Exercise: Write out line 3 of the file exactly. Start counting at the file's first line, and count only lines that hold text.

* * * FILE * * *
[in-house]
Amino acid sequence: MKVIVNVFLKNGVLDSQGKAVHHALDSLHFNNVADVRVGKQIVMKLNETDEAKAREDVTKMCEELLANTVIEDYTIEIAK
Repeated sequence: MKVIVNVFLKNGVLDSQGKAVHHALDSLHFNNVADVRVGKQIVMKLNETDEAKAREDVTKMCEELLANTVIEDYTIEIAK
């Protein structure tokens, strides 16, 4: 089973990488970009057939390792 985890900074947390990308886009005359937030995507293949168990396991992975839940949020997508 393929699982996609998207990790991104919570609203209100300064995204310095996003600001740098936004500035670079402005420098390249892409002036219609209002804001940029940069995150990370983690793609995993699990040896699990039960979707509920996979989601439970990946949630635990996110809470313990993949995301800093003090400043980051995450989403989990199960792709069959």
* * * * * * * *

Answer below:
Repeated sequence: MKVIVNVFLKNGVLDSQGKAVHHALDSLHFNNVADVRVGKQIVMKLNETDEAKAREDVTKMCEELLANTVIEDYTIEIAK